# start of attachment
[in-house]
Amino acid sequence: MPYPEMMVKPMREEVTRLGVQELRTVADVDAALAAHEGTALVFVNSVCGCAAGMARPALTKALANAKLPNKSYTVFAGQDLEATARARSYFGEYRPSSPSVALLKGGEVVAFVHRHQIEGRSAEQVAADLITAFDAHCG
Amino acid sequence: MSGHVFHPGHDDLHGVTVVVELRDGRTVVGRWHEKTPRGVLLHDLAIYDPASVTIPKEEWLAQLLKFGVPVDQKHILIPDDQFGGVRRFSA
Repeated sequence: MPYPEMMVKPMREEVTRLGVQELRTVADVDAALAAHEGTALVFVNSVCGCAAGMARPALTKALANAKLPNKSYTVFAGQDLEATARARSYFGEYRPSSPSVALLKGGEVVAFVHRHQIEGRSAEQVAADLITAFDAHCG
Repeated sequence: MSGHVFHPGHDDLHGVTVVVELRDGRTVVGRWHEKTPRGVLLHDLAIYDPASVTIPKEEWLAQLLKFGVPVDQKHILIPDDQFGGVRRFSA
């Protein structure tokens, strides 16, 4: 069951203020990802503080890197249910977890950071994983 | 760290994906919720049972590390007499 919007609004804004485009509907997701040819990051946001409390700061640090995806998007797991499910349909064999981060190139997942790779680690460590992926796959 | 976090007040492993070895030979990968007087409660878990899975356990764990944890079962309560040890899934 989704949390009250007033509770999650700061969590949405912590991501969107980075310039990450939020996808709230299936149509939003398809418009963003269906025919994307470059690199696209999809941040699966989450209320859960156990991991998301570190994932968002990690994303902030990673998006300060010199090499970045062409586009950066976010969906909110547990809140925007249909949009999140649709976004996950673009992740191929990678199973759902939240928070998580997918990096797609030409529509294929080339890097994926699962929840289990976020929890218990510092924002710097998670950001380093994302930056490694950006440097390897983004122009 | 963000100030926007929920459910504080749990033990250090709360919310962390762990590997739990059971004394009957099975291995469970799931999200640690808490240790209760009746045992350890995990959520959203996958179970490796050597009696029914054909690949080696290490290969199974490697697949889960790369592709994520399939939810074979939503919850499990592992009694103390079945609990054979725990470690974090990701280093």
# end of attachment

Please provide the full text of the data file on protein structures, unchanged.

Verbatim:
[in-house]
Amino acid sequence: MPYPEMMVKPMREEVTRLGVQELRTVADVDAALAAHEGTALVFVNSVCGCAAGMARPALTKALANAKLPNKSYTVFAGQDLEATARARSYFGEYRPSSPSVALLKGGEVVAFVHRHQIEGRSAEQVAADLITAFDAHCG
Amino acid sequence: MSGHVFHPGHDDLHGVTVVVELRDGRTVVGRWHEKTPRGVLLHDLAIYDPASVTIPKEEWLAQLLKFGVPVDQKHILIPDDQFGGVRRFSA
Repeated sequence: MPYPEMMVKPMREEVTRLGVQELRTVADVDAALAAHEGTALVFVNSVCGCAAGMARPALTKALANAKLPNKSYTVFAGQDLEATARARSYFGEYRPSSPSVALLKGGEVVAFVHRHQIEGRSAEQVAADLITAFDAHCG
Repeated sequence: MSGHVFHPGHDDLHGVTVVVELRDGRTVVGRWHEKTPRGVLLHDLAIYDPASVTIPKEEWLAQLLKFGVPVDQKHILIPDDQFGGVRRFSA
């Protein structure tokens, strides 16, 4: 069951203020990802503080890197249910977890950071994983 | 760290994906919720049972590390007499 919007609004804004485009509907997701040819990051946001409390700061640090995806998007797991499910349909064999981060190139997942790779680690460590992926796959 | 976090007040492993070895030979990968007087409660878990899975356990764990944890079962309560040890899934 989704949390009250007033509770999650700061969590949405912590991501969107980075310039990450939020996808709230299936149509939003398809418009963003269906025919994307470059690199696209999809941040699966989450209320859960156990991991998301570190994932968002990690994303902030990673998006300060010199090499970045062409586009950066976010969906909110547990809140925007249909949009999140649709976004996950673009992740191929990678199973759902939240928070998580997918990096797609030409529509294929080339890097994926699962929840289990976020929890218990510092924002710097998670950001380093994302930056490694950006440097390897983004122009 | 963000100030926007929920459910504080749990033990250090709360919310962390762990590997739990059971004394009957099975291995469970799931999200640690808490240790209760009746045992350890995990959520959203996958179970490796050597009696029914054909690949080696290490290969199974490697697949889960790369592709994520399939939810074979939503919850499990592992009694103390079945609990054979725990470690974090990701280093």